This is how I generally make and attach quilt labels:
I use a computer to compose the label wording and print this onto plain paper. I then make use of a lightbox or a window to trace the wording onto a piece of fabric. I use a Micron fine tipped permanent marker pen.
I usually make a border for the label using some left over fabrics from the quilt top. Then I press a quarter inch seam under all around the edge and pin the label into place onto the backing fabric. I use a machine stitch – zig-zag or blanket stitch usually – and applique the label to the fabric.
I find placing a piece of Stitch ‘n Tear on the wrong side of the backing, helps prevent the applique stitches bunching up the fabric. The Stitch ‘n Tear can be removed very easily once the applique stitching is complete.
The wadding arrived with three days to spare so I set-to immediately: Trimming the wadding to size and then pin basting the patchwork top, wadding and backing together. I decided to use my sewing machines walking foot to add a simple design of echoing arcs starting from the top left of the quilt. My thinking being that the arcs would be radiating out from the imaginary light source that was casting the shadows across the quilt. If you see what I mean?
I used a Drunkards Path template and a Chaco marker to draw an arc on the quilt and then used the metal stitch guide with the walking foot to keep the spacing between the arcs at 2 inches.
All was going well until the arcs reached the middle of the quilt. Then the quilt top started to pucker and puff away from the layers beneath it.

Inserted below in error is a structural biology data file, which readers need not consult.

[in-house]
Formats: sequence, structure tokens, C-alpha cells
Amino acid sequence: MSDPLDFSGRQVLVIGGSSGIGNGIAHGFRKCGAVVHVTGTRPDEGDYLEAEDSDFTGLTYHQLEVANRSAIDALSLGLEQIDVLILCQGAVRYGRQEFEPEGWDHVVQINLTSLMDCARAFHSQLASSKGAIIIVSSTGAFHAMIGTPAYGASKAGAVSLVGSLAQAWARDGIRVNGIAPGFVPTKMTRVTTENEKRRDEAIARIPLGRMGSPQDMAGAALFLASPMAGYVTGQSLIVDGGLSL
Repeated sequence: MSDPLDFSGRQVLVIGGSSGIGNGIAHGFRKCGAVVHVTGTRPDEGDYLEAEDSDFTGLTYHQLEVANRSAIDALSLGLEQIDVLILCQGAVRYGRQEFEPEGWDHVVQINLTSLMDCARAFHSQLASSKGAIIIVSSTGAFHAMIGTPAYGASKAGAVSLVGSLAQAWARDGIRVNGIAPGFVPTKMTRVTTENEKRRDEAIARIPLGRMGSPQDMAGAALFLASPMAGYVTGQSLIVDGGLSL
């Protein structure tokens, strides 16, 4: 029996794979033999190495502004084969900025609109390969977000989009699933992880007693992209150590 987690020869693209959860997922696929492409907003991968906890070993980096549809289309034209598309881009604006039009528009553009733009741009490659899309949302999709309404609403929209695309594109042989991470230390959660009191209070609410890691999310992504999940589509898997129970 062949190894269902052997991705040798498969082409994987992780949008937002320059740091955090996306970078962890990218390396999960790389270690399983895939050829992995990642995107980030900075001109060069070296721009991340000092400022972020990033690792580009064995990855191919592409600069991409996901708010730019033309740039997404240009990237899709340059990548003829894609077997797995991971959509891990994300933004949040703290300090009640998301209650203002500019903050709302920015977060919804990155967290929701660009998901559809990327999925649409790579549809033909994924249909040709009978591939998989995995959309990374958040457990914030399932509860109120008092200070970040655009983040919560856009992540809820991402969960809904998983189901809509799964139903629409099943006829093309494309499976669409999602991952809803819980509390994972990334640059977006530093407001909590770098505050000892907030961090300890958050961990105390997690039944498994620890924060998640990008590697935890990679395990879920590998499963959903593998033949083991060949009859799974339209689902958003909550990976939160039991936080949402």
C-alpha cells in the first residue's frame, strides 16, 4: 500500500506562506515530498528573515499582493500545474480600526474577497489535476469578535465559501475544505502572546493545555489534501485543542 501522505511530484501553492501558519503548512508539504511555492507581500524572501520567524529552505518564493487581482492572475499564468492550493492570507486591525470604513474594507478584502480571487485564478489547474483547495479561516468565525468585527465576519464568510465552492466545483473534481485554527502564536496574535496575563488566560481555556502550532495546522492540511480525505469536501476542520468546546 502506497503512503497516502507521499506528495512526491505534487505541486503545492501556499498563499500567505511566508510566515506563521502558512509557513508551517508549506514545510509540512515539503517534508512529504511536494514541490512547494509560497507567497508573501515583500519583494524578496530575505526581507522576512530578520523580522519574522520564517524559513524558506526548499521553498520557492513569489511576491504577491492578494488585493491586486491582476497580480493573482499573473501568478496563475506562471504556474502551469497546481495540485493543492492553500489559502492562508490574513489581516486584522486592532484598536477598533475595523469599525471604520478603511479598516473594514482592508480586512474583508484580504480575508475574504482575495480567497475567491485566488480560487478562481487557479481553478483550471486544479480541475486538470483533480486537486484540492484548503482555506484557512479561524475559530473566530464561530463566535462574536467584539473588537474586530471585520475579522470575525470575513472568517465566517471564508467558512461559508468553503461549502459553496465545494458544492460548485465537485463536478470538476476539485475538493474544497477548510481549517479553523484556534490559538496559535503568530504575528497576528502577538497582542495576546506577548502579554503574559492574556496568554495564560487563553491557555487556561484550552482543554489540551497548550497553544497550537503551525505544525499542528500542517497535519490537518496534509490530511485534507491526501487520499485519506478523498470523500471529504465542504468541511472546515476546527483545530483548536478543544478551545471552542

I took a deep breath, put the quilt back on the basting table, removed the remaining basting pins *SIGH*, re-positioned the layers, smoothing out the excess fabric and re-pinned *DOUBLE SIGH*. Tedious but worth the bother. When I resumed quilting the fabric lay much flatter and I’m happy with the final result.
I suspect the top layer puckered partly because I was quilting from one corner of the quilt right across to the other and partly because I was in a rush and didn’t position the basting pins as closely together as I would do usually. I can hear my Mum saying, ‘More haste, less speed!’
In that hiatus of waiting for backing and wadding I made a book pillow to accompany the quilt, using novelty prints and fabrics left over from making the patchwork.
So that’s the story of the I-Spy Shadow Quilt 🙂 It is listed in my ETSY shop along with the book pillow and I hope to publish the pattern very soon….
Linking with Connie at Free Motion by the River for the last Linky Tuesday – Connie has been hosting this friendly link-up since 2012!
PS. I’ve just come home from a meeting of Roundabout Quilters. In the show and tell slot one member shared her I-Spy quilt! 😀
‘Autumn Leaves’, my patchwork wall hanging is completed – a Happy Dance has been performed! At the start of January this project was a quilt sandwich that I’d put to one side when back in November the pressure to move onto projects with Christmas deadlines became too strong to ignore.